Aerial spraying for gypsy moth begins this month north of Courtenay

Aerial spraying for gypsy moth begins this month north of Courtenay

The first aerial-spraying treatment to eradicate invasive gypsy moths from residential and farm land about four kilometres north of Courtenay, along Highway 19A (Old Island Highway), will occur Monday, May 14, 2018, weather permitting.

Three separate sets of treatments are required this spring. Spraying will be carried out by a fixed-wing aircraft. It will start shortly after sunrise (5:20 a.m.) and will be completed by 7:30 a.m. daily.

Unless delayed by poor weather, each treatment is expected to take one morning to apply. The Ministry of Forests, Lands, Natural Resource Operations and Rural Development is aiming to have the spraying completed by mid-June.

Tim Ebata, forest health officer for the ministry, said this is the only area of the Comox Valley that has been affected by gypsy moths, and will be the only local area to be sprayed.

The 94-hectare spray area will be treated with Foray 48B, which contains Bacillus thuringiensis var kurstaki (Btk), an ingredient that has been approved for the control of gypsy moth larvae in Canada since 1961.

Foray 48B, and other Btk formulations, received certification for acceptable use on certified organic farms by the Organic Materials Review Institute of Canada in April 2018.

Btk is naturally present in urban, forest and agricultural soil throughout the province. It does not harm humans, mammals, birds, fish, plants, reptiles, amphibians, bees or other insects, and affects caterpillars only after they have ingested it.

The spray will be applied by a low-flying plane. Residents immediately next to the treatment area are likely to hear the aircraft at some point during the treatment. The spray equipment is GPS-calibrated and controlled, and spraying will occur only when the plane is immediately over the treatment area.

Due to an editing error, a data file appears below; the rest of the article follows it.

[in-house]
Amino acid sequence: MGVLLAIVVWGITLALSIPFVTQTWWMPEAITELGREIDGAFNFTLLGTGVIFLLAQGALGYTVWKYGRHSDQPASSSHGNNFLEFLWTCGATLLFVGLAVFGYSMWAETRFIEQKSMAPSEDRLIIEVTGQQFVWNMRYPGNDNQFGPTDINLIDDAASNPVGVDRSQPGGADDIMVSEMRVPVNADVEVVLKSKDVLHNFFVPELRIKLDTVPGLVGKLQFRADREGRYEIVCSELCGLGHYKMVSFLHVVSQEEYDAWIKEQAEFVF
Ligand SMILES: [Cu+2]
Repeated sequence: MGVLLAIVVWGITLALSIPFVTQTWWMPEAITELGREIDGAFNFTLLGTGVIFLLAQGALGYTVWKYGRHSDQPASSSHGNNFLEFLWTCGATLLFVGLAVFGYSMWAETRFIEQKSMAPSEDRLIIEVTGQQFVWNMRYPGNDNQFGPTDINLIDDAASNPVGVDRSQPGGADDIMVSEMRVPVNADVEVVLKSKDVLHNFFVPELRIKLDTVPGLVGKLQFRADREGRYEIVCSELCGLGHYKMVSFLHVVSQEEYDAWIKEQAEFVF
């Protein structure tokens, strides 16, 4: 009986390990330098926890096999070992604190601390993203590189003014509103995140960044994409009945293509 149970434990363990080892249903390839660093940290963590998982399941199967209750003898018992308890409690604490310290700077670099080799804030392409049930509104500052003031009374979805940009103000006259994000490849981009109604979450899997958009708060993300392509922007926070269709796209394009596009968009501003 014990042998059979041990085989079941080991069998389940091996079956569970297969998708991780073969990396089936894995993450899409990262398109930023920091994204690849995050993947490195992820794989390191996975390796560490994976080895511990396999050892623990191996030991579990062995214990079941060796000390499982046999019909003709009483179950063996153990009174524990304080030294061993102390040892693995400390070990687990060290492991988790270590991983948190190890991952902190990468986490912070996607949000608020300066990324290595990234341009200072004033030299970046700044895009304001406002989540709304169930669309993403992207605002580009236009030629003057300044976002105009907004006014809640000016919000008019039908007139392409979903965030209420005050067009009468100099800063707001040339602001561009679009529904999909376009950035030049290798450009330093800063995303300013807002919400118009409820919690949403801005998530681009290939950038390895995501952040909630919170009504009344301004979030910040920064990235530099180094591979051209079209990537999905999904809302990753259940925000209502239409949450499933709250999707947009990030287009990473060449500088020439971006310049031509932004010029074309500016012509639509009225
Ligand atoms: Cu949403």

Poor weather or wind may cause treatments to be postponed with little advance notice. The province will issue bulletins 24 hours before each treatment, and will provide up-to-date information at 1-866-917-5999, and online at:

The telephone line will be staffed during business hours and will provide up-to-date spray schedules and recorded information, 24 hours a day. Social media will be used to update the public on current spray operations. Follow #Gypsymoth on Twitter for these updates.

Anyone wishing to minimize contact with the spray material may choose to remain indoors with their windows and doors closed during the spraying, and for at least 30 minutes after. Pets and livestock that may be frightened by the aircraft should be brought indoors. Items not to be sprayed can be covered or moved indoors.

According to Ebata, gypsy moths are not native to the West Coast, and are likely brought here unwittingly by travellers.